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In some encodings such as UTF-8, characters are of variable length in bytes. It's a bit like a tagged union, but the exact size could be computed, so the next element in a string could follow immediately, with the cost of making it almost read-only, with few, but necessary exceptions.

Many languages just work on the bytes (or two-byte pairs for UTF-16), that is, incomplete characters, and defer Unicode-related operations to libraries. Many other languages don't expose low-level interfaces for characters in strings, and use 1-character strings to represent characters when the notion of characters is needed. Some other languages make stand alone characters a different thing of fixed lengths from characters in strings.

There are also languages like Raku, which change the idea of characters to refer to grapheme clusters, so a zalgo character could be in arbitrary length, making it more complicated.

Are there previous attempts to make variable length encodings internally supported, while also having a character type that could refer to such a variable length character in a string?

(I'm thinking about the question more like how tagged unions aka sum types could be extended, instead of how strings should be implemented, which might be acceptable as a special case otherwise.)

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    $\begingroup$ I’m not sure I understand the question: isn’t Raku an example of a “previous attempt to make variable length encodings internally supported, while also have a character type that could refer to such a variable length character in a string”? Or are you just looking for other examples? $\endgroup$
    – Alexis King
    Aug 15, 2023 at 18:11
  • $\begingroup$ @AlexisKing I don't know Raku that much, and only found it for this question. But as how I understand it, it doesn't seem to have a character type. Of course Unicode processing could be done well using indexes in many languages. But I'm looking for cases where the variable length characters are modeled as an actual type in the language's design in string processing. $\endgroup$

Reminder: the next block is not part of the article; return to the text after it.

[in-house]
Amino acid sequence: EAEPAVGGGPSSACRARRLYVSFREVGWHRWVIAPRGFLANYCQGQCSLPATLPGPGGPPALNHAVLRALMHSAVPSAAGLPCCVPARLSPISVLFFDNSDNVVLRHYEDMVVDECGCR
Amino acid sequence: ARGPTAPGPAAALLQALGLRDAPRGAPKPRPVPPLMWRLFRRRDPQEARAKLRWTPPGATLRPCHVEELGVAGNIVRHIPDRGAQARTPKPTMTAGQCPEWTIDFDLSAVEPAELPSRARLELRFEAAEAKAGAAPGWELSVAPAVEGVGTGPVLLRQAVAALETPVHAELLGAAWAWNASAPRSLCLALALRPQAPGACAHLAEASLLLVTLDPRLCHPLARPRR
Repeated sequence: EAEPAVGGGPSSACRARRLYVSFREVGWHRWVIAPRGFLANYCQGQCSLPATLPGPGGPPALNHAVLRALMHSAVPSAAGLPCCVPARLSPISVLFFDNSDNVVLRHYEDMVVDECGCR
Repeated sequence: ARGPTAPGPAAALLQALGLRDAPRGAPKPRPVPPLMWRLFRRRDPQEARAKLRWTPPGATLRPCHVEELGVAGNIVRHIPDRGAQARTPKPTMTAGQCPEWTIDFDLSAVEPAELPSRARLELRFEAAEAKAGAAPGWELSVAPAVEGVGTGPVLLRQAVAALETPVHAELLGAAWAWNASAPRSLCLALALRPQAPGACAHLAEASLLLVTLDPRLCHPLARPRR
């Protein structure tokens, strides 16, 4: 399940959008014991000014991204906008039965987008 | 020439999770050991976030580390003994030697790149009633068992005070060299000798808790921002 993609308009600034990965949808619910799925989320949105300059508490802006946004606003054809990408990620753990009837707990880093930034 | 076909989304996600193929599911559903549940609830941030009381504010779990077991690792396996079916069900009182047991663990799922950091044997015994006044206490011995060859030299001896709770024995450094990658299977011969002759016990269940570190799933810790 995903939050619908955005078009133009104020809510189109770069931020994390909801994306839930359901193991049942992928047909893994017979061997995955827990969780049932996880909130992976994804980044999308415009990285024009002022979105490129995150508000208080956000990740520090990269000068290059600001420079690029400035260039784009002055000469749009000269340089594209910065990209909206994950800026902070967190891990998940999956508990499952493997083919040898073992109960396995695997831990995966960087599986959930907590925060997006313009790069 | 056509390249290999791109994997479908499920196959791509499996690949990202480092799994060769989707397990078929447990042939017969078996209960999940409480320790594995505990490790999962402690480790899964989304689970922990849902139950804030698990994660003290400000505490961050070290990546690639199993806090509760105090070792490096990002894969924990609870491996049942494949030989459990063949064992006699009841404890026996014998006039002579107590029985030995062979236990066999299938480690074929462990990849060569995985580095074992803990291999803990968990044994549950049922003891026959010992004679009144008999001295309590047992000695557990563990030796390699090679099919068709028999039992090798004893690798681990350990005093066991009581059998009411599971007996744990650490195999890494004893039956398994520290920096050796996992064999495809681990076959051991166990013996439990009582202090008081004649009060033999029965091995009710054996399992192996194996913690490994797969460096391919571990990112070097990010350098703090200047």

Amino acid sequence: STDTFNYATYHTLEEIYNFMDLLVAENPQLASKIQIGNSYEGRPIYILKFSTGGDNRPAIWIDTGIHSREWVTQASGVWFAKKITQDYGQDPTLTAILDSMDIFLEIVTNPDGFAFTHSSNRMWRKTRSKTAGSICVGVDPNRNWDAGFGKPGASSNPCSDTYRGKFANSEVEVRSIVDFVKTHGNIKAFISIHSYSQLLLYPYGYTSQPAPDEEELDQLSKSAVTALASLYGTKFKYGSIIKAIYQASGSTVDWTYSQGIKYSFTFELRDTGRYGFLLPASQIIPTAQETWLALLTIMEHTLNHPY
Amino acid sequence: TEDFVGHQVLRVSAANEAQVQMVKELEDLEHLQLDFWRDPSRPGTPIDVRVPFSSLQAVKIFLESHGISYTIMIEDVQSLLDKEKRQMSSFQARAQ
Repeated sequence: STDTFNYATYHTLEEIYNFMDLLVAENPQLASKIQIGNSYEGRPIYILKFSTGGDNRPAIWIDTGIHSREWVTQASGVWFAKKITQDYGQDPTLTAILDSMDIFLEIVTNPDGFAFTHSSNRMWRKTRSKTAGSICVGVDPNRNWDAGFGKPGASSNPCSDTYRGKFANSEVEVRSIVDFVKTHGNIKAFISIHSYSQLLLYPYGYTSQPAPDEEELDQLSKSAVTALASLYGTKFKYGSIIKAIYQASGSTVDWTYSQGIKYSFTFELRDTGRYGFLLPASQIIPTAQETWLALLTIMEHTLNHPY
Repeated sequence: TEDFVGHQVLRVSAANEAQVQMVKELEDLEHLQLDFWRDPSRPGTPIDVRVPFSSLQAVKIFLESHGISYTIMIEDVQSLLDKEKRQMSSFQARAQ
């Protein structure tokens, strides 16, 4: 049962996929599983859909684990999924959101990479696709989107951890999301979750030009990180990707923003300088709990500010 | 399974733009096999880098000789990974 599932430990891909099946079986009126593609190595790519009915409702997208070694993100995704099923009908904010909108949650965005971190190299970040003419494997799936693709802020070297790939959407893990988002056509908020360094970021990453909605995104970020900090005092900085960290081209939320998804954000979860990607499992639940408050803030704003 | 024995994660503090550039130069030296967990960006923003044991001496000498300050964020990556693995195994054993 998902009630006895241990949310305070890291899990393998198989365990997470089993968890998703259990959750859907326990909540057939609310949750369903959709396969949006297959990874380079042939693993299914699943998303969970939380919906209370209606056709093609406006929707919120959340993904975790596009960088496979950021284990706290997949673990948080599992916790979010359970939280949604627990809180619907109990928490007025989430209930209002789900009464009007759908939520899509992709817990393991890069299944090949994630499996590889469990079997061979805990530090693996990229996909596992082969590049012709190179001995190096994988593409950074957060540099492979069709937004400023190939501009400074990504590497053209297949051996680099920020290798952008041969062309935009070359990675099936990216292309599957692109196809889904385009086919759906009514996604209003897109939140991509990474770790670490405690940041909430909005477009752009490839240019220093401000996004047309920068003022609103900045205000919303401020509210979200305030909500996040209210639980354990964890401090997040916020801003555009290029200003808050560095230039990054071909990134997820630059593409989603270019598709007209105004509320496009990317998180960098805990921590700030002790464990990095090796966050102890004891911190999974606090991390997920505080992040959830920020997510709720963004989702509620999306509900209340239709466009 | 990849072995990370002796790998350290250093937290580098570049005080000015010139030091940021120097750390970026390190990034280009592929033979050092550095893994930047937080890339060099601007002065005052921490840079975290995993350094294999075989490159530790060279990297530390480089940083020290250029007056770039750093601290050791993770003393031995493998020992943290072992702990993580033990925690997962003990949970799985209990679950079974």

– user23013
    Aug 15, 2023 at 18:24
  • $\begingroup$ Related/superset?: How have modern languages dealt with Unicode strings? $\endgroup$
    – Michael Homer
    Aug 15, 2023 at 18:40
  • $\begingroup$ I don't think you are likely to see very much, if anything, that works like this, because these 'characters' likely won't behave the way you expect. For instance, if you catenate two grapheme clustres, the result may be a single grapheme clustre. So it's not clear what value a 'character' abstraction would provide. $\endgroup$
    – Moonchild
    Aug 15, 2023 at 21:27
  • $\begingroup$ @Moonchild Err... yes, but it's still a question for the code point units in encodings such as UTF-8. $\endgroup$
    – user23013
    Aug 15, 2023 at 21:32

4 Answers 4

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Swift

Swift’s Character type represents an extended grapheme cluster. As you mention in your question, this means a single Character can be arbitrarily long.

For more information about how Swift’s strings work, see this dramatically more extensive answer by Bbrk24.

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  • $\begingroup$ While I don't think strings are internally stored as a list of characters as I originally expected in the question in Swift, the good idea is views. With views I could indeed simulate any expected behaviors, and get the implementation details encapsulated. It doesn't provide tools like type-checking for programmers to implement similar things in this language, though. $\endgroup$
    – user23013
    Aug 15, 2023 at 19:29
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The main way this is done (with some variation) in modern programming languages is to have your String type store an array of bytes that have special indexing so when you ask for the nth element of the string, you get the character starting at the nth byte. The downside of this is you don't get O(1) character indexing (but it turns out you generally don't need this), but the upside is that your string is memory efficient (as opposed to UTF-32) and doesn't require re-formatting when you read/write strings to files or the web.

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    $\begingroup$ I think the question is about a character type, which this answer does not address. It also seems to half-conflate bytes and characters in the indexing section, but without addressing the type issue I don’t think the rest matters. $\endgroup$